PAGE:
I have a big imagination. BIG. Unfortunately, it’s most often put to use inventing incredibly detailed worse-case-scenario montages. My husband says I should be a horror writer because of the way I’m able to imagine a million and one terrible things befalling the people I love (on the plus side, I’m an excellent defensive driver). But when my imagination is not delving into darkness, it’s often found noticing a stranger or group of people and then briefly but vividly, imagining what their lives might be like. And frequently, I yearn for a taste of this imagined life that I have cooked up.
As a tween, I desperately wanted to be older and more physically developed. I was the youngest in my class, slightly built, and flat-chested until high school. Around 11 or 12, I would look around at girls my age who were starting to develop and imagine what a thrilling privilege it must be to get to wear a training (or real) bra. I imagined how sophisticated, mature, special they must feel, and I yearned for the day it would be my turn. Of course I never once considered that the girls with boobs could be anything but thrilled about the situation. That they might view their obviously changing bodies with mistrust, fear or even shame. I just wanted what I didn’t yet have.
When I was 22, a brand new college graduate, I took advantage of a now-defunct student work visa program and lived for seven months in the south of England. It was an exciting time, but also somewhat lonely. While I did make friends and was actually seldom alone, I was acutely aware of living in a place in which I had no tethers, no real legitimacy (not even a bank account!). Every morning on my way to my temp job as a receptionist (I got a lot of: “You have a lovely accent–are you Canadian?”), I would walk past a cute little nursery school just as mums and dads were dropping off their young children. The parents had cars, weather-appropriate raincoats, presumably houses and extended families in this city and nation of which they were truly a part. And I, at 22 and with the flimsy jacket and same few outfits and flat-share and the few pounds in my wallet earmarked for the pub that weekend–well, I envied them. I envied their settledness, their trips to the supermarket, their assuredness of their place in the world. I imagined myself in their shoes in many years’ time, with a house and a husband and my own tiny, adorable children. And I told myself that if I got to have all that, I would treasure it, never take it for granted.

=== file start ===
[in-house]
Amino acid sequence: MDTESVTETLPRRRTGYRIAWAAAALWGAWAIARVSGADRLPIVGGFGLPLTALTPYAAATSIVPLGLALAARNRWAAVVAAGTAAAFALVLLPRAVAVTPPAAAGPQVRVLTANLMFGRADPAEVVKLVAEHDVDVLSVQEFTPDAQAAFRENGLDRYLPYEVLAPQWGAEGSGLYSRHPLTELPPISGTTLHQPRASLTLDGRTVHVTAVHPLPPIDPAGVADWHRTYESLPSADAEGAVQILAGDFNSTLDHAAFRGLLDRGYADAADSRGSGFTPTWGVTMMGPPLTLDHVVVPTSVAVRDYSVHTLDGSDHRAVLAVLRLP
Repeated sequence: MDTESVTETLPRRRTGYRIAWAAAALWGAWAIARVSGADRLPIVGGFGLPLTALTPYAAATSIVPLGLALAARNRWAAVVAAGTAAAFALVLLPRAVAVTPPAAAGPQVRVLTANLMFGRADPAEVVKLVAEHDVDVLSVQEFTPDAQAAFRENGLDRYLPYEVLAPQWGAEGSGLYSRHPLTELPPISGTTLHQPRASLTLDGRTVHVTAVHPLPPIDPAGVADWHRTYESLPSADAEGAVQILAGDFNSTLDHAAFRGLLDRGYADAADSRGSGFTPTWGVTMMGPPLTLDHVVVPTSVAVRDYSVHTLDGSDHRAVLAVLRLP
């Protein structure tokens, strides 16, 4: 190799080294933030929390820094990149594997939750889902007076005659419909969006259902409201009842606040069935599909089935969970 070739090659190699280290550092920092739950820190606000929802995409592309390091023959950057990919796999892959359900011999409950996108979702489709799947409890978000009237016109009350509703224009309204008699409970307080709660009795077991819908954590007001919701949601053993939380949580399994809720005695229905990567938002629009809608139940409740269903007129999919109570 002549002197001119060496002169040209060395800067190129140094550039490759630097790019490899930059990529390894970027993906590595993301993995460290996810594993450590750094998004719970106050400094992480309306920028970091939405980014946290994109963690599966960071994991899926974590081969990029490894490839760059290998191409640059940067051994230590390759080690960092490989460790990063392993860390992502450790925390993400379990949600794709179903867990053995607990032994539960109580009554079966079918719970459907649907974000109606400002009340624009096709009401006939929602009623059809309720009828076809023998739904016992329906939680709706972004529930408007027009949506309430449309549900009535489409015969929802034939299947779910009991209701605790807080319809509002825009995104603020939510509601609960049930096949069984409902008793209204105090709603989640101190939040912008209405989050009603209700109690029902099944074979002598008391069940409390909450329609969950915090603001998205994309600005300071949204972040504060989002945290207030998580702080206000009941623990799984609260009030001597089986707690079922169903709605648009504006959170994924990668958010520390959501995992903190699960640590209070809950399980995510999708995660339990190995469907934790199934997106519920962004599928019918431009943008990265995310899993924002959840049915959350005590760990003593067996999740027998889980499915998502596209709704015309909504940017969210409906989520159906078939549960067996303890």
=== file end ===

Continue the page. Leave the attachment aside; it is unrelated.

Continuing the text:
And then I did have it, and I forgot.
When my first was born, I found new motherhood very stressful and very limiting. My daughter didn’t enjoy nursing as much as I thought she should, and during the seven months I stuck it out, feeding her seemed like a never-ending battle. And it was one in which all the responsibility rested squarely on my shoulders (or, other parts). During that time I relished taking our two dogs on their evening walk after my husband got home from work. I’ve always been an avid walker, so I had gotten to know vaguely who lived in what house on our long street (even if I had never met them), which houses had kids at home (very few), which ones had dogs (most). And in the fading light of evening, there was one house, in particular, I loved walking past. It was small, with white siding and blue shutters, and had a huge maple tree growing in the front yard, so close to the house that the tree’s lower branches almost touched the kitchen window. But it wasn’t just the house that I loved. I had gathered, through my walks, that the owner of the home was a single, middle-aged woman with a daughter away at college. And every evening, as I briefly gazed at this house, I imagined how delicious it would be to trade places with her, just for a day or two. To come home to a tidy, empty house and only have myself to worry about. No one to feed but me, no one to entertain, no one to obsess over. Just peace.
Obviously these types of imaginings–these yearnings to trade places with other people during stressful or uncertain times of life–these aren’t unique to me. Everyone does this. But recalling these times recently made me stop and think about what I would see if I were to peek inside my own lamp-lit windows one evening. Here’s what I’d see: two healthy, amazing children who are kind to others and generous with words of love; two well-fed and generally loved senior dogs, who no longer get walked as much as they should; a handsome, hardworking husband who gives his all to his family; a stocked fridge and way too many toys; and a woman who has everything she ever wanted (minus the peace and quiet), but sometimes forgets. My hope is that in remembering times past when I so desperately wanted to be in a different place, different body, different life, I can also remember not to forget how much I love the life I have now.